May 15, 2018
Popof Glacier Retreat, Alaska Features Tributary Separation
Posted by Mauri Pelto
Popof Glacier comparison in 1986 and 2016 Landsat images. Red arrow is the 1986 terminus location, yellow arrows the 2016 terminus location, pink arrows indicate two key tributaries and purple dots indicate the snowline.
Popof Glacier is at the southern end of the Stiking Icefield in southeast Alaska. In 1948 the glacier had two terminus sections that separated around Mount Basargin and then rejoined. By 1979 the glacier termini were separated (Molnia, 2008). Here we examine Landsat imagery from 1986-2016 to identify changes in the glacier.
In 1986 both glacier termini were located at the far end of a basin, with no proglacial lakes in existence. The termini were separated from each other by 400 m after nearly wrapping all the way around Mount Barsargin. The first tributary to join main glacier from both the west and east were connected to the main glacier, pink arrows. The snowline in 1986 was at 800 m. By 1999 the northern terminus tongue had disintegrated extending only a few hundred meters from the main glacier and forming a new lake. A fringing proglacial lake had developed at the main or southern terminus. The snowline was at 750-800 m. The first tributaries entering from east and west still reach the main glacier. In 2015 the snowline is nearly at the summit of the glacier at 925 m. The main terminus has retreated from the proglacial lake that formed in the 1990’s. The first tributaries entering from east and west no longer reach the main glacier. In 2016 the snowline is at 950 m, even higher than in 2015, with less than 5% of the glacier retaining snowcover. The main terminus has retreated 700 m from 1986 to 2016 and the northern terminus 1.7 km from 1986-2016. The retreat is less spectacular than the nearby Shakes Glacier and Great Glacier, though both of those glaciers have retained a substantial accumulation zone. The Popof Glacier cannot survive with snowlines as high as those seen in 2015 and 2016.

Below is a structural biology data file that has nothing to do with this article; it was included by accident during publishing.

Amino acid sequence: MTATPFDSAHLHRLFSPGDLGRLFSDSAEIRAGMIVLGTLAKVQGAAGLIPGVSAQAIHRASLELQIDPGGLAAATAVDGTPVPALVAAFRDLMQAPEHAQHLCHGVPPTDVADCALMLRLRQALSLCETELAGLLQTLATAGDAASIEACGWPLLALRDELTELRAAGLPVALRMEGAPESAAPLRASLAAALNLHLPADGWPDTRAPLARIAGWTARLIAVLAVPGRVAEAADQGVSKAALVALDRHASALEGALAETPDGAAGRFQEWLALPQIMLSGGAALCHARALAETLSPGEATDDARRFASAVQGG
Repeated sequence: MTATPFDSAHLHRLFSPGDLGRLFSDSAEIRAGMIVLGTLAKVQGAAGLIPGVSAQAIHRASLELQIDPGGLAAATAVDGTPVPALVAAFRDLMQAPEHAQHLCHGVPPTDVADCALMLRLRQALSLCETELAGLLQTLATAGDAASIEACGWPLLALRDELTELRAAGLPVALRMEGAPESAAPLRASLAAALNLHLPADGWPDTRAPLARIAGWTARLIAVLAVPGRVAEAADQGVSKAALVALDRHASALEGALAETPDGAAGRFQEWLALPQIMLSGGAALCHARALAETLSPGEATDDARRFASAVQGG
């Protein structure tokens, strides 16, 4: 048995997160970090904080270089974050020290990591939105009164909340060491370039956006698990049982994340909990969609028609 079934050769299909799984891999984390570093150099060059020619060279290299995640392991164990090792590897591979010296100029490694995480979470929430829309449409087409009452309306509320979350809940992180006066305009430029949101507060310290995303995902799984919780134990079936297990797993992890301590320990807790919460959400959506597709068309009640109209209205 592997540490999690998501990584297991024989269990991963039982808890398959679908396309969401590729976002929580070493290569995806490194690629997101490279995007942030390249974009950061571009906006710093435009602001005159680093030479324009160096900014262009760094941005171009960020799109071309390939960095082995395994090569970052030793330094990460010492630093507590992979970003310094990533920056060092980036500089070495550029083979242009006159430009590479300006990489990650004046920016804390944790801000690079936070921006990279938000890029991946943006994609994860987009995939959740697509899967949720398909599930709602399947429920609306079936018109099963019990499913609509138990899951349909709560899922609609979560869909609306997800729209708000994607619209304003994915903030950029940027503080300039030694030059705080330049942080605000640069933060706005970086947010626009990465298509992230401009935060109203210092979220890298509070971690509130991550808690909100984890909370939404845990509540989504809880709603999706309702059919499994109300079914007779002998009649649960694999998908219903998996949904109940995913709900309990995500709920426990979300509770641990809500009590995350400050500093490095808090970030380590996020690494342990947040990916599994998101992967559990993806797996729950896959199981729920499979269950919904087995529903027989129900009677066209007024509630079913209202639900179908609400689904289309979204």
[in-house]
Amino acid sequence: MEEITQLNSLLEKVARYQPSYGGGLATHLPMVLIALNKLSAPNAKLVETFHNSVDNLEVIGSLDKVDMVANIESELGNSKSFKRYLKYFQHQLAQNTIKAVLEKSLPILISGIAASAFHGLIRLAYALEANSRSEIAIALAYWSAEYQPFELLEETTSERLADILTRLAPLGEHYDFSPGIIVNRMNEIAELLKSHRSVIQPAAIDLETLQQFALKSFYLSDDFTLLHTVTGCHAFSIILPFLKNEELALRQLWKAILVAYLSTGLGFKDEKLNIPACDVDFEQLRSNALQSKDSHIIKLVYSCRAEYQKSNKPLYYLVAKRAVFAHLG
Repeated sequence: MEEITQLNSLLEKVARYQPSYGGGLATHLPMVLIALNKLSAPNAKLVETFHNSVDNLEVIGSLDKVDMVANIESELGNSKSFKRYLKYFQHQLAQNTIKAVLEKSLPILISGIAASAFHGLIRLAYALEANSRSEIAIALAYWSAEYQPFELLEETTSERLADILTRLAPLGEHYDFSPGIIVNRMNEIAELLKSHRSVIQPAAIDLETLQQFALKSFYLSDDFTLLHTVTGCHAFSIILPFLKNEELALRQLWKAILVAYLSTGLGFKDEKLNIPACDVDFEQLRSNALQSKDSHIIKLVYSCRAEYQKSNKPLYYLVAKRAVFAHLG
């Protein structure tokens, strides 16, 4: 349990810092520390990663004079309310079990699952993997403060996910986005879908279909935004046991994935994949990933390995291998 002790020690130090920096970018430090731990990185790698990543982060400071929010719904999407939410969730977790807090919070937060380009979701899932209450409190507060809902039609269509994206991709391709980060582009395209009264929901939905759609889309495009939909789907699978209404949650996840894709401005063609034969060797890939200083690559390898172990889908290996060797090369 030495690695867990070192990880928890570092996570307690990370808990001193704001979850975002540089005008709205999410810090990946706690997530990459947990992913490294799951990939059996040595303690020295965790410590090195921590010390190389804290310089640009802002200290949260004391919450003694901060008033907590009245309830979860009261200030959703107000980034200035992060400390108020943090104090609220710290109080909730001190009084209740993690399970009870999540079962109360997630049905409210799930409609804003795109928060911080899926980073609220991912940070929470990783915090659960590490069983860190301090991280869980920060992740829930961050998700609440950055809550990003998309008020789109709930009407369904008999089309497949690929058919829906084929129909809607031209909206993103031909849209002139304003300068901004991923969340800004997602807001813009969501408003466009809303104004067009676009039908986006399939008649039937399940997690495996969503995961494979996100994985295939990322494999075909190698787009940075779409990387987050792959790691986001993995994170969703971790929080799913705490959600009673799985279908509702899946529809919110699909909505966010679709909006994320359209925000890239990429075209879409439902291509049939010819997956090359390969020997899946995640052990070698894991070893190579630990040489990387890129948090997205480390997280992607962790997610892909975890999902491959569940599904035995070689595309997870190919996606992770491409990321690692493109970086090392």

Popof Glacier comparison in 1999 and 2015 Landsat images. Red arrow is the 1986 terminus location, yellow arrows the 2016 terminus location, pink arrows indicate two key tributaries and purple dots indicate the snowline.
Popof Glacier in 1979 USGS map of the region, indicating flow directions.